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Flying Cross
Marvin “Buzz” Oates and Bob Dohlkey stand Tuesday in front of a C-123 Provider static at the Travis Heritage Center. This C-123 is the same tail number as Dohlkey’s jet that he flew in the Vietnam War. (U.S. Air Force photo/Airman 1st Class Madelyn Brown)
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Veterans awarded flying cross

Posted 5/31/2013   Updated 5/31/2013 Email story   Print story

    


by Airman 1st Class Madelyn Brown
60th Air Mobility Wing Public Affairs


5/31/2013 - TRAVIS AIR FORCE BASE, Calif. -- Since its authorization by Congress on July 2, 1926, the Distinguished Flying Cross has been awarded to both officer and enlisted service members of the United States who exhibit heroism or extraordinary achievement while participating in aerial flight.

Travis had the distinct honor of hosting two recipients of the Distinguished Flying Cross Tuesday. The two service members, Marvin "Buzz" Oates and Robert Dohlke, served in different wars and have different stories, but both exhibited heroism during aerial flight.

Their tour kicked off with a visit to the outdoor portion of the Travis Heritage Center. Buzz Oates was able to view his old aircraft, the B-29 Superfortress.

Buzz entered the Army Air Corps as an aviation cadet and went on to fly 33 missions over Japan during World War II.

It was a particular mission that occurred during World War II which earned him the Distinguished Flying Cross.

When two bombs were engaged to be dropped from his jet at 23,000 feet, and failed to deploy, Buzz had to act quickly.

The two 100-pound bombs were hung on the rack of the B-29. At 23,000 feet with no oxygen and the bomb bay doors open, Buzz inched across a cat walk eight-to-10-inches wide to wrestle the first hundred pound bomb out of the plane, then was able to wrestle the second 100-pound bomb out, said Senior Master Sgt. Terry Juran, 349th Aircraft Maintenance Squadron section chief and Travis Heritage Center director.

"Had the plane hit any turbulence it would have ended very badly," Juran said. "Buzz definitely went above and beyond the call of duty. It was an act worthy of receiving the Distinguished Flying Cross."

As the tour continued through the Heritage Center, Bob Dohlke came across the C-123 Provider static, the aircraft he flew in the Vietnam War. Not only was this static the same type of aircraft, it had the same tail number as the aircraft Dohlke flew in the Vietnam War, number 54507.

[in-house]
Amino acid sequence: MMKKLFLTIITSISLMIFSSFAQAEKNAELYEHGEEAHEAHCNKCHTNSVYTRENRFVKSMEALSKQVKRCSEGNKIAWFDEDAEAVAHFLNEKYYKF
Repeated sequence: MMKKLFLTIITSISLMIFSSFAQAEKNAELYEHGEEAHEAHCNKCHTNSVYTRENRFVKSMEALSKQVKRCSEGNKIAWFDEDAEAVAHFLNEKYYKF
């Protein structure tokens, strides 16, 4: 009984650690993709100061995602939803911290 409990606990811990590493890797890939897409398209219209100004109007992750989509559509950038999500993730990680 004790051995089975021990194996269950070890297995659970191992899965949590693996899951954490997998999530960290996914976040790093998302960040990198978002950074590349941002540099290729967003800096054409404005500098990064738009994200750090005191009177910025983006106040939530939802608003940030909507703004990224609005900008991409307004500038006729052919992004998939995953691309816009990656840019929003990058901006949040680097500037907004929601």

"The visit to the A/C 507 was very sobering and a little emotional for me," he said. "The smell of combat was still in there and I recognized this immediately as I climbed the ladder."

Dohlke was a flight engineer and flew 914 combat missions for the Air Force and 200 combat missions for Air America. During the Vietnam War, he was a member of the 310th Air Commando Squadron.

When a special forces camp was under the attack of the Viet Cong and in need of an immediate resupply of ammunition, Dohlke and his crew on the plane were able to air drop two pallets of ammo, ultimately saving the camp.

"On the climb out we took intensive ground fire and had to make an engine out landing at a base near Bien Hoa in South Vietnam," Dohlke said.

Though the plane suffered around 160 bullet holes, Dohlke's actions brought everyone to safety.

"I can't help but reflect upon how well the Air Force trained us to complete the mission," Dohlke said. "Air Force crew members are the best trained aviators and really do step up."

It is an incredible glimpse into the past to have a historical figure from the Air Force's past give first-hand testimony, Juran said. To act and talk with the primary source about their experience and contributions helps preserve our history, tradition and legacy.

"It's wonderful to honor veterans, a great privilege to speak with them and have them visit the Travis Heritage Center," Juran said.






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